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14 February 2016

Vitali Konyaev

Russian actor Vitali Konyayev (1937) is honored as a people’s artist of Russia. Next to his theatre work, he appeared in a dozen films and he also worked as a director and acting teacher.

Vitali Konyayev
Russian postcard by Izdanije Byuro Propogandy Sovietskogo Kinoiskusstva, no. M 74663, 1962.

Vitali Konyayev
Russian postcard by Izdanije Byuro Propogandy Sovietskogo Kinoiskusstva, no. A 03168, 1965. Photo: B. Vilenkin, G. Ter-Ovanesov. (This postcard was printed in an edition of 200.000 cards. The price was 8 kop.)

Silence


Vitali A. Konyaev (in Russian written as Виталий Коняев and in French as Vitali Koniaev) was born in Kronstadt in the former Soviet Union, now Russia, in 1937. from 1954 till 1958, he studied acting with L. Volkova at the M. S. Schepkin Higher Theatre School and from 1958 he worked for the State Academic Maly Theater.

In 1958 he also made his film debut with a small part in Stuchis' v lyubuyu dver'/Knock On Any Door (Mariya Fyodorova, 1958). More roles soon followed in films like Nasch Korrespondent/Our Correspondent (Anatoli Granik, 1958) and the lead role in Pesnya o Koltsove/A Song about Koltsov (Vladimir Gerasimov II, 1959), about the life of Russian poet Alexey Koltsov.

Konyaev played a supporting part in Chistoe nebo/Clear Skies (Grigori Chukhrai, 1961), a drama starring Yevgeny Urbansky. It is the story of a Soviet test pilot taken prisoner by the Nazis during World War II only to find himself expelled from the Communist Party on his release. Fired from his job, and deprived of all decorations, he becomes a drunk. His only solace lies in the love of his wife, as she challenges him to right the wrongs done to him.

This film was possible only after Joseph Stalin's death when his successor Nikita Khrushchev in 1956 denounced the 'cult of personality' and all of Stalin's purges. Still, Chukhrai had a hard and very delicate task on his hands because he had to portray the issue while still following the propaganda guide-lines and affirming the righteousness of the whole communist system, so that the film would actually pass the censors. He told the story seen through the eyes of the young wife of the pilot, played by Nina Drobysheva. Konyayev would later marry Drobysheva.

Next Vitali Konyaev played one of the leading roles in Tishina/Silence (Vladimir Basov, 1963) based on the novel by Yuri Bondareva. In this film, a young World War II hero's moral and political resolve is tested when he and his father are drummed out of the Communist Party.

At AllMovie, Dan Pavlides writes: "Sergei (Vitali Konyayev) resents his father for taking a lover, but his morals do not stop his own affair with a woman separated from her husband. After the war, Sergei enters the institute hoping to further his education, but he too is kicked out of the Party and the institute for the sins of his father. Vladimir Basov, a famous character actor in his own right, directed the film that was seen by over 50 million people in the USSR alone. This is one of the last films that fell under the political thaw period under Khruschev and openly depicted Stalinist oppression."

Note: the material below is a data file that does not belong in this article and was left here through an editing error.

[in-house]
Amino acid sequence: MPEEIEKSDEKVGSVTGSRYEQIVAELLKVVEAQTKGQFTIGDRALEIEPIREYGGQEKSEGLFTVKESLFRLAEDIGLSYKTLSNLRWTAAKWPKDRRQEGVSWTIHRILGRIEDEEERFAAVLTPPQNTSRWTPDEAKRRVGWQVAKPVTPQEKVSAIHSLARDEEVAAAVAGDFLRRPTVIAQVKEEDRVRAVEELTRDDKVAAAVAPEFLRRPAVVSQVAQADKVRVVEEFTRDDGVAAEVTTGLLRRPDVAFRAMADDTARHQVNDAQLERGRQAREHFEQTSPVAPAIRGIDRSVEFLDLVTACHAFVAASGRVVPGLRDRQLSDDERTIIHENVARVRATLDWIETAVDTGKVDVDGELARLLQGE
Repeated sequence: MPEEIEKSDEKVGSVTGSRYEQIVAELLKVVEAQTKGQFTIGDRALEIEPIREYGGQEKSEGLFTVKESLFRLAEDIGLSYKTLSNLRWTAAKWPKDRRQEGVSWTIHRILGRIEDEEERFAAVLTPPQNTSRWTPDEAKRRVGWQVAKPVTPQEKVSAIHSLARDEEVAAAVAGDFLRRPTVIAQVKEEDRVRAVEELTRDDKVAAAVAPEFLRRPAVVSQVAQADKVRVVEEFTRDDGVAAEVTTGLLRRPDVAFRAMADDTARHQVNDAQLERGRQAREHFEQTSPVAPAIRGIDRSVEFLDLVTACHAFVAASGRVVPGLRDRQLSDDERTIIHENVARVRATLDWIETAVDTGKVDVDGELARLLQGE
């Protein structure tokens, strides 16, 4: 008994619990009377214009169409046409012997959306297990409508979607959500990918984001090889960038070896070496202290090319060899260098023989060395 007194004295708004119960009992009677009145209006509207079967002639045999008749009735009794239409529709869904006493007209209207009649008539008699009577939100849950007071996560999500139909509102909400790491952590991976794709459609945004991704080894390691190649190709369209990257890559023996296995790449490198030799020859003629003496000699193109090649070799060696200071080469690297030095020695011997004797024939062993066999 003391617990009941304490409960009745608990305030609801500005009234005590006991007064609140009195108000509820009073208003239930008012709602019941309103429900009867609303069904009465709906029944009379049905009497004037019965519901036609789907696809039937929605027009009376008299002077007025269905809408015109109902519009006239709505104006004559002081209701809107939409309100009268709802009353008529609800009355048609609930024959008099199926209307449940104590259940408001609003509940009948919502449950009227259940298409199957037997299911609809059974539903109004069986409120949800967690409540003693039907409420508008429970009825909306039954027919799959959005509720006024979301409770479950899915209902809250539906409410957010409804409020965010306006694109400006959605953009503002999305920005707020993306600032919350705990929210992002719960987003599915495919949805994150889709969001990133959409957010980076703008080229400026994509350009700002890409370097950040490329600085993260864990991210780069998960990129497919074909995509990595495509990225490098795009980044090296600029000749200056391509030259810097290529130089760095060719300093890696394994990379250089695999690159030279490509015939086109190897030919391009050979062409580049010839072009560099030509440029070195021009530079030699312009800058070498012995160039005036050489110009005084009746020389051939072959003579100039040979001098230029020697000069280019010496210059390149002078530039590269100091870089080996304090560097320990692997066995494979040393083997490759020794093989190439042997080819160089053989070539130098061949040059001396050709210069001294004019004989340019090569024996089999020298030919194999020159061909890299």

The film won the Grand Prize at the Vsesoyuznyy kinofestival (All-Union Film Festival) in Leningrad in 1964. That same year, Leonid Brezhnev rose to power and this sort of commentary would once again be forbidden.

Vitali Konyayev
Russian postcard by Izdanije Byuro Propogandy Sovietskogo Kinoiskusstva, no. M 14943, 1965. (This postcard was printed in an edition of 115 - 150.000 cards. The price was 8 kop.)

Vitali Konyayev
Russian postcard by Izdanije Byuro Propogandy Sovietskogo Kinoiskusstva, no. 2428, 1970. Photo: G. & T. Vajl. (This postcard was printed in an edition of 200.000 cards. The price was 6 kop.)

The Red and the White


Vitali Konyaev had a small part in the controversial Hungarian-Soviet co-production Csillagosok, katonák/The Red and the White (Miklós Jancsó, 1967). The film was originally commissioned to celebrate the 50th anniversary of the October Revolution in Russia in which the Bolsheviks took power.

However, director Miklós Jancsó chose to use a radically different approach to the film than was expected. As a result, the film was not well received in Russia, where it was first re-edited to put a more heroic spin on the war for its premiere and then banned. However, in Hungary and in the West it was favourably received and it had a theatrical release in many countries.

Next Konyaev played the lead in the political drama Belyy flyuger/A White Weather Vane (David Kocharyan, 1969), and also appeared in films like Gorod pod lipami/The City of Lipami (Alois Brench, 1971) and Samyy posledniy den/The Very Last Day (Mikhail Ulyanov, 1972).

From 1972 till 1982 he worked as a teacher at the M.S. Schepkin Higher Theatre School. During this period he played in the TV-series Variant ‘Оmegа’/Option ‘Omega’ (Antonis Vogiazos, 1975) and the adventure film Tovarishch Innokentiy/Comrade Innocent (Yevgeni Mezentsev, Iosif Shapiro, 1981).

More recent films in which he played small parts were the German-Russian coproduction Ubit drakona/To Kill a Dragon (Mark Zakharov, 1988) and the black comedy Vystrel v grobu/Shot in a Coffin (Nikolai Zaseyev, 1992). In 1998 Vitali Konyayev was given the title of People's Artist of Russia.

Vitali Konyaev is married to Tatiana Konyaeva-Stanislavski. He has a daughter, actress Yelena Drobysheva (1964), and a son, Dmitry V. Konyaev (1987).


Trailer for Csillagosok, katonák/The Red and the White (1967).

Sources: Dan Pavlides (AllMovie), Kino-teatr (Russian), Wikipedia and IMDb.

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